Should You Get Flood Insurance for Your Home?
Hurricane Ida was a wake-up call for many homeowners in the New York region, and there are a few things to keep in mind if you’re rethinking your homeowner’s insurance.,
In the weeks since Hurricane Ida flooded her Maplewood, N.J., basement with eight inches of water, Ingrid Nagy has been trying to figure out how to financially protect herself from the next big storm.
Because her homeowner’s insurance did not cover flood damage, she was unable to pay for professionals to help her dry out the space, demolish the knotty pine walls and dispose of her soggy possessions. Instead, she and her husband did it on their own.
“If I could have drawn on the insurance company, I would have,” said Ms. Nagy, adding that the hurricane, which rolled through the region on Sept. 1, caused the worst flooding she’s experienced in the 30 years she has lived in the three-bedroom house. “My preference would have been to bring in a remediation company.”
Now, for the first time, she’s shopping for flood insurance.
Ms. Nagy, who previously worked in marketing, is among the millions of Americans who do not live in areas considered high risk for flooding, and so are not required to buy flood insurance if they have a federally backed home mortgage. Because insurance isn’t required for most homes, only about 20 percent of U.S. homes have flood insurance (most through FEMA’s National Flood Insurance Program), yet 90 percent of natural disasters involve flooding, according to the Insurance Information Institute.
“Flooding can happen just about anytime in any place,” said Mark Friedlander, a spokesman for the Insurance Information Institute.
Essex County, which includes Maplewood, experienced severe flooding during Ida, but only 2.5 percent of homes there have federally backed flood insurance, according to Mr. Friedlander. Homeowners without adequate coverage paid for their losses out of pocket, or filed claims with the Federal Emergency Management Agency after the area was declared a federal disaster zone.
In general, floods are costly disasters — one inch of water can cause as much as $25,000 in damage, according to FEMA. As sea levels rise and storms get bigger, wetter and more frequent, more homes will flood and they will flood more often, leaving homeowners increasingly vulnerable to catastrophic property losses.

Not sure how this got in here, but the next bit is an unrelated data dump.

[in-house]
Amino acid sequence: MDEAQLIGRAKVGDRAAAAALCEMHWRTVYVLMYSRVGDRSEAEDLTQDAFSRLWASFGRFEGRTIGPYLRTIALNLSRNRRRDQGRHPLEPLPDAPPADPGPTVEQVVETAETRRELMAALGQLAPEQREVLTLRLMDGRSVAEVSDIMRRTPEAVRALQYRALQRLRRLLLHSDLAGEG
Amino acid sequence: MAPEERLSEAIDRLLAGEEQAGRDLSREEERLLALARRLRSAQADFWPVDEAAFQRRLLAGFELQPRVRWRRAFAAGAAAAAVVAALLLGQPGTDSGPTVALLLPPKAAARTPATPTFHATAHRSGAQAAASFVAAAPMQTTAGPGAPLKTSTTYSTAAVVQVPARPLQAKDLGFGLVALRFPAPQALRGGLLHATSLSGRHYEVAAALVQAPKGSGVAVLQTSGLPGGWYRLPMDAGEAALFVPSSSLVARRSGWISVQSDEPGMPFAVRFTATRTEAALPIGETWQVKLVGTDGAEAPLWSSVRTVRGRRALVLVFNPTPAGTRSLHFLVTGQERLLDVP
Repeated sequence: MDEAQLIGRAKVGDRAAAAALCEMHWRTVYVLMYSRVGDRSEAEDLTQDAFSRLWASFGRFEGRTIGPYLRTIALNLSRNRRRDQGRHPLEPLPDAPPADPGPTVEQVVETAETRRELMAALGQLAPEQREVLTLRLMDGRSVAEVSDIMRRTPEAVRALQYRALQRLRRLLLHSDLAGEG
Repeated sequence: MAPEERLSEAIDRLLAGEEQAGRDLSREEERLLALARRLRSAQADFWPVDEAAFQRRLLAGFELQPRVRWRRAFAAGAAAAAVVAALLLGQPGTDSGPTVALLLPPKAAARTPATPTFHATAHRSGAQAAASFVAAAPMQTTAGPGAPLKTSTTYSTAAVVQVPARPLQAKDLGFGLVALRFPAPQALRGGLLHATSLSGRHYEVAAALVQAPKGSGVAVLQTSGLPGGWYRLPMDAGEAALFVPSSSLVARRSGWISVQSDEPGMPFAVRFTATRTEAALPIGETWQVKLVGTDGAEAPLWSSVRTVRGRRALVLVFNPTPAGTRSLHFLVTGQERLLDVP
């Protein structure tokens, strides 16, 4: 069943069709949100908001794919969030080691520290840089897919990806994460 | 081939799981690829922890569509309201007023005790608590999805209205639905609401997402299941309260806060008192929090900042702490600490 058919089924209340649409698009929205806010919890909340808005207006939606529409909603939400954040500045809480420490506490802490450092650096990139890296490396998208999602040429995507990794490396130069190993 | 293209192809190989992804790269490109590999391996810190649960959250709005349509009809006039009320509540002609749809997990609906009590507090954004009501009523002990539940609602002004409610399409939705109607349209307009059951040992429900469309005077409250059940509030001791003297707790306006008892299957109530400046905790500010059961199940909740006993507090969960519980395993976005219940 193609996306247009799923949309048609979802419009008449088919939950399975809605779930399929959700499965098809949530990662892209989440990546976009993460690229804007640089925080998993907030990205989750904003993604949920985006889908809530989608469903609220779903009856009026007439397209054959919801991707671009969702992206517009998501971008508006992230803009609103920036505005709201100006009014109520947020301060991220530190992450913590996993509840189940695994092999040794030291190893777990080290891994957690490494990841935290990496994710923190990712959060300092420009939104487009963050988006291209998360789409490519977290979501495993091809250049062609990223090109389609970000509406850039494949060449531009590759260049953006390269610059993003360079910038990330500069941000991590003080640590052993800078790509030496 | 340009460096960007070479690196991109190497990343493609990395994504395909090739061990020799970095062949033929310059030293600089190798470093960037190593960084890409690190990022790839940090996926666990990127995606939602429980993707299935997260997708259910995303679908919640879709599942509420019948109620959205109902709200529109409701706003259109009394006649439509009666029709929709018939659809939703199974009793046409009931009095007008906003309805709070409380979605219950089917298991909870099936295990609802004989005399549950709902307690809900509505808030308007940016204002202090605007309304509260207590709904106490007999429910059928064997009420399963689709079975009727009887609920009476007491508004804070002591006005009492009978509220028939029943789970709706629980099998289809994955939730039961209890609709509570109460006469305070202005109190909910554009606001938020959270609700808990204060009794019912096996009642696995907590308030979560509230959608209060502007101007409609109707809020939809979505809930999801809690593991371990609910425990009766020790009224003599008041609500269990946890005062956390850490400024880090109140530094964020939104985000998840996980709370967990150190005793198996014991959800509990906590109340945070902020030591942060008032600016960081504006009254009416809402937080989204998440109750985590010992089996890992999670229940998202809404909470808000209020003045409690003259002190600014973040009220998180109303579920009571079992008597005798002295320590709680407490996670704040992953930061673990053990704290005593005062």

“The chances for flood damage are already bad and it’s going to get worse,” said Andrew Hurst, an insurance research analyst at ValuePenguin, a personal finance website.
“The most marginalized people are the ones who are going to be most affected,” he added, because they are more likely to live in areas more vulnerable to the effects of climate change, frequently receive a smaller share of federal disaster aid, and are less likely to be able to afford the high cost of insurance.
The National Flood Insurance Program
About 75 percent of all flood insurance policies are administered by FEMA’s National Flood Insurance Program. You can buy one of these policies through a local insurance broker or get referred to one by calling the national program at (888) 379-9531.
Any renter, homeowner or business owner in one of the 23,000 participating communities is eligible for a policy, with rates set by FEMA. But those rates are changing. Currently, the average annual premium is $734, according to ValuePenguin. But a new rating system, called Risk Rating 2.0, which FEMA rolled out this month, takes into account a home’s location, its size and its overall flood risk. While 23 percent of policy holders will see their rates drop under the changes, 66 percent could see their rates rise by as much as $120 a year, and 4 percent could see their rates rise by $240 a year. Existing policyholders will see rates rise beginning in April. Lawmakers from coastal states, including New York and New Jersey, have urged Congress to block the new rates.
The national program’s coverage is reliable, but it’s limited. Residential policies max out at $250,000 for the building and $100,000 for contents. And not all contents are covered. If your basement floods, your policy could replace your walls, boiler and hot-water heater, but not the cost of replacing any personal possessions in the basement, like sofas, televisions and clothes.